Overstating the not so obvious

The following opinion quote is inaccurate, misleading and biased.

Take all these expenses and then substrate 100% of what is not needed in a M4A system and the impact on health care spending (actually premiums) is insignificant.

M4A would need a massive bureaucracy either by hiring new government workers or contracting with claim processors (insurance companies). Compensation for federal workers far exceeds private insurance workers.

Executive salaries are irrelevant in the scheme of costs, especially considering 2/3 are stock awards. Referencing this as an issue is the first clue this is not an objective analysis.

Imagine the marketing and advertising the government would need to pull this off.

Commercial insurance companies are nothing more than middle men. They add no value to our system, but they do drive up costs with their bloated claims departments, marketing and advertising budgets and executive salaries. We pay for all of these things before a single dollar is spent on the delivery of care.  GERALD FRIEDMAN | USA Today “Take it from an economist, Medicare for All is the most sensible way to fix health care.” 4-8-19

But let’s assume eliminating all the costs of private insurance is achieved upon implementation of M4A, then what?

How do we keep costs low, how do we manage growing costs, how do we achieve the promised better health care outcomes? None of that is magically achieved because the federal government pays our bills with tax money.

The answer to those questions can be found in the experience of other national systems if you care to look. (hint, they manage access to care, they limit some services, they apply cost/benefit analysis to care and they control the supply of health care providers).

And then there is this:

We all recognize that the status quo isn’t working. We spend more per person than any other country on health care, but we aren’t getting any bang for our buck. We have lower life expectancy, higher infant mortality rates and more preventable deaths, and too many personal bankruptcies are due at least in part to medical bills.

M4A isn’t going to correct our health ills because we already know that most of the issues we face are caused by our eating habits and our lifestyles, not the quality of our health care.

Now we are left with universal coverage, making sure every American has access to health care services. M4A does that, so the question becomes, is turning over the management of America’s health care to a federal bureaucracy the best or only way to achieve coverage for all?

Oh yes, one other thing. Commentators such as this fellow seem to forget that most Americans already receive their health care coverage through a government program or an employer-based plan that is self-funded, i.e. no insurance involved.


    1. We have medicare now. It works very well and is VERY efficient. No new bureaucracy is needed at all, no new relationships etc.. That is the beauty of it we already have it in place and it works very well. All we have to do is lower the age limit for registering for medicare. This can be done in stages if one is afraid of major change.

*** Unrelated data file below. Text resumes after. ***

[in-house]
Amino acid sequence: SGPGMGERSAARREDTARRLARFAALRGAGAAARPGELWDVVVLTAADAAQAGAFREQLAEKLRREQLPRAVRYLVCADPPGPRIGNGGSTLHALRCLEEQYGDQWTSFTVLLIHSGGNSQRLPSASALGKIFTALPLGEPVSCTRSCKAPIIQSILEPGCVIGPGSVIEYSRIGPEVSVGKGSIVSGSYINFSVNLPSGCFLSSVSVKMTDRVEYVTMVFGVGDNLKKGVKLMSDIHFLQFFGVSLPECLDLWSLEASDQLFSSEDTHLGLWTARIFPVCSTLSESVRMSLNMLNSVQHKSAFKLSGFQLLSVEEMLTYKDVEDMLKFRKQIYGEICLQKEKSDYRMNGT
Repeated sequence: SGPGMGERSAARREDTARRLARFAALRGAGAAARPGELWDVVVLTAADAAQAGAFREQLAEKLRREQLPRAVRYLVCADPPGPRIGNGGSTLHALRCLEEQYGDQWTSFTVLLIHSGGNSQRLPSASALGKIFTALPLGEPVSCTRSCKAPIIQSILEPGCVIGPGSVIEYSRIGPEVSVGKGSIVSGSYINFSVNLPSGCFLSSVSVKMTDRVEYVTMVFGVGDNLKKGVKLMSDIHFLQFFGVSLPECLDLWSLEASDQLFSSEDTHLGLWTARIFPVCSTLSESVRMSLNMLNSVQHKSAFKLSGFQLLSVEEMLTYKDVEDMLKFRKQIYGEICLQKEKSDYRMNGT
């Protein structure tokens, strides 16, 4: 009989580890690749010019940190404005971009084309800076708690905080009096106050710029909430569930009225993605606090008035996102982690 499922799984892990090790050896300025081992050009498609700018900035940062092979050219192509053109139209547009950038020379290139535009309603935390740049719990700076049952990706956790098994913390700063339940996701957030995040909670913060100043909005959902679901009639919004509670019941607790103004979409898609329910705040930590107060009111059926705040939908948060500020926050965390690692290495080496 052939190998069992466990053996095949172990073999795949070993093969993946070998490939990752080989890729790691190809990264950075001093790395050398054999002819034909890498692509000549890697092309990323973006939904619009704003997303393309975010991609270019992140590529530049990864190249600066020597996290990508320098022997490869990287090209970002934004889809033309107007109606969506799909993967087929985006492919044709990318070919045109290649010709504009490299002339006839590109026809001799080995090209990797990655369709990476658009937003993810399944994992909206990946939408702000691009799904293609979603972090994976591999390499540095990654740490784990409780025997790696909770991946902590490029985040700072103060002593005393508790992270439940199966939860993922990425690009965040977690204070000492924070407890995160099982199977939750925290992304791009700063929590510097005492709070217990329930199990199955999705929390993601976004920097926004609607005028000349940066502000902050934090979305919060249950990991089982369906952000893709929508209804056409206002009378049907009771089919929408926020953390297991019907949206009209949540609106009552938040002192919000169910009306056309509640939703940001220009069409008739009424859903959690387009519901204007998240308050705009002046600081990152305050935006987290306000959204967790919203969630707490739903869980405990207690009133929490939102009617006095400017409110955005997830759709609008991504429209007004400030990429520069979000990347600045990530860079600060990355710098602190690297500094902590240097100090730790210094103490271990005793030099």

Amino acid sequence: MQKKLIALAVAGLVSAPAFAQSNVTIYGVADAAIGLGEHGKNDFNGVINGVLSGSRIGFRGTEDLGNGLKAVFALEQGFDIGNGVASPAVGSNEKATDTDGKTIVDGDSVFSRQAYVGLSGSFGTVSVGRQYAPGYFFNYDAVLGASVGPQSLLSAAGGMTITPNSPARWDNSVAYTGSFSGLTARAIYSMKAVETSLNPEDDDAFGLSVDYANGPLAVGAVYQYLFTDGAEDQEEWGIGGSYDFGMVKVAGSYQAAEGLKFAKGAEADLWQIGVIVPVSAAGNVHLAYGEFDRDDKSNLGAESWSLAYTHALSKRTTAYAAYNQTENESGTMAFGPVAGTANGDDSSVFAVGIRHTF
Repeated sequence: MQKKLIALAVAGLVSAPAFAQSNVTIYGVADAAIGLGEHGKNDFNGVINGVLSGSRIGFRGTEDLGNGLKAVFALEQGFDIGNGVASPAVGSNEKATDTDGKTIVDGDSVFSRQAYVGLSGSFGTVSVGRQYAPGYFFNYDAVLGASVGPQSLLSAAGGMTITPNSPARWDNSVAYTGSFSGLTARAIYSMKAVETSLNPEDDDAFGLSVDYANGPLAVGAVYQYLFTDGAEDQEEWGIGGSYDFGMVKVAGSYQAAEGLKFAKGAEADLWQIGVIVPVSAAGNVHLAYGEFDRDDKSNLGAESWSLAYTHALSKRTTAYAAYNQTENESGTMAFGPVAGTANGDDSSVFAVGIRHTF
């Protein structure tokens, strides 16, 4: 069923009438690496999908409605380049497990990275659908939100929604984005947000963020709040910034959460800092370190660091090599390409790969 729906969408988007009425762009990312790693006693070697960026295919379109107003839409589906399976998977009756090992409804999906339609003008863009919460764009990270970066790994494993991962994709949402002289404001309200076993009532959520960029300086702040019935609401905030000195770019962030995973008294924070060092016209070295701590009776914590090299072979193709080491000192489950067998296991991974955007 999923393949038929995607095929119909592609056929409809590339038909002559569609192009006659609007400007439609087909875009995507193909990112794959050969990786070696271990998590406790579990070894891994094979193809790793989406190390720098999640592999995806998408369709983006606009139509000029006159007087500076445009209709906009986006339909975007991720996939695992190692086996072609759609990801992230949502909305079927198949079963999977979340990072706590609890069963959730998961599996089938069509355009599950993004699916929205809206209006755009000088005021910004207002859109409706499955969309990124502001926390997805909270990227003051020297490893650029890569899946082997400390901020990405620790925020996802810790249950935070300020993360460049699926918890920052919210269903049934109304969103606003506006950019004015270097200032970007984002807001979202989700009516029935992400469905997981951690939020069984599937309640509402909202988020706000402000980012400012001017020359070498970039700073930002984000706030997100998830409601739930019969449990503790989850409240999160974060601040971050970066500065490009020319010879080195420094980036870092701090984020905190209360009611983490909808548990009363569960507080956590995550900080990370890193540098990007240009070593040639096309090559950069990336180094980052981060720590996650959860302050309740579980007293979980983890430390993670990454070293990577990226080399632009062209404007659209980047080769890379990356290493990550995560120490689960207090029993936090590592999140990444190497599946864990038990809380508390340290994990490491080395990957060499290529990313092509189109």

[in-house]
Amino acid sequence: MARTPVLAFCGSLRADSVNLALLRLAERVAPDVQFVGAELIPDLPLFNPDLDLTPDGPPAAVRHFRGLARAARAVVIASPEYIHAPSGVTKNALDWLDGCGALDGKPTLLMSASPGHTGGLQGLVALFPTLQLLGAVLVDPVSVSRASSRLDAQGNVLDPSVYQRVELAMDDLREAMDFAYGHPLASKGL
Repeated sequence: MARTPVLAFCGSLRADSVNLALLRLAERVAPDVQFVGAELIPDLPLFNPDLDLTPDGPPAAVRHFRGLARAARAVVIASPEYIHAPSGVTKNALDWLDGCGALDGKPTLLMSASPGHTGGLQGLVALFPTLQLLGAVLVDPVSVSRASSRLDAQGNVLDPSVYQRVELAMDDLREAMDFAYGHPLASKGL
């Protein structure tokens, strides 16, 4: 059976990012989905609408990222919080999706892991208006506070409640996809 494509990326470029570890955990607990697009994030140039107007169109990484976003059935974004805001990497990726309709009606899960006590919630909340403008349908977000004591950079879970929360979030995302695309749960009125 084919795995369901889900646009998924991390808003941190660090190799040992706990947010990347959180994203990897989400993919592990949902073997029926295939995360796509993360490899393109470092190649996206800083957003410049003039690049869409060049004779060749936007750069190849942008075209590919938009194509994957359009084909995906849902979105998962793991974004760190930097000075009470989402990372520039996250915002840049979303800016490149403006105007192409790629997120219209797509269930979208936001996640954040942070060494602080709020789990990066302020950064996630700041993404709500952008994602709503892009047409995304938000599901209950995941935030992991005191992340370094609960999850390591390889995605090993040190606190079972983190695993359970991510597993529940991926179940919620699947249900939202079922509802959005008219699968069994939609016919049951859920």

Right now certain categories of disabled people of ALL ages are on medicare. I and everyone I know on it thinks medicare is the best system they have ever had. What you are all writing about makes no sense as the system is already in place.

      Just make it a public option and all will flock to it and the insurance industry will die from neglect. No one wants it as it adds no value. No need to replace anything the current system will just wither away.


      1. I disagree. It is not efficient at all. It loses 10% or more to fraud and it would not be sustainable to pay all doctors and hospitals at Medicare rates. In addition, on a stand alone basis it doesn’t work; for one reason because there is no out of pocket limit on individual spending. To have adequate coverage a couple needs to spend another $400 or so a month for Medigap plus about $60 more for Rx coverage. That’s about $700 a month in premiums in addition to taxes already paid. 30% of seniors aren’t even enrolled in basic Medicare for those reasons. AND, the Part A Trust fund is going broke because of inadequate tax revenue.


  1. Healthcare is a very large complex system. Mr. Friedman is correct that they are middlemen in a sense. Imagine living in a New York city and you are trying to buy fresh fruit in January. The supermarkets, the trucking companies, the warehouse, and the food distributors are middlemen. You are not driving to the farms in southern California to buy your produce directly from the farmer. In healthcare, every hospital, pharmacy, labs, and shipping company are just some of the middlemen between your doctor and you. The insurance company is your agent who ensures that they all get paid. You can get rid of the insurance company and what does it save you? Nothing. You’ll have to hire people to figure out who to pay for treatment or submit claims to Medicare without getting them rejected. Plus the cash still comes out of your pocket one way or another.

    Between Mr. Friedman and AOC, I am starting to really doubt economist. What are they teaching them?


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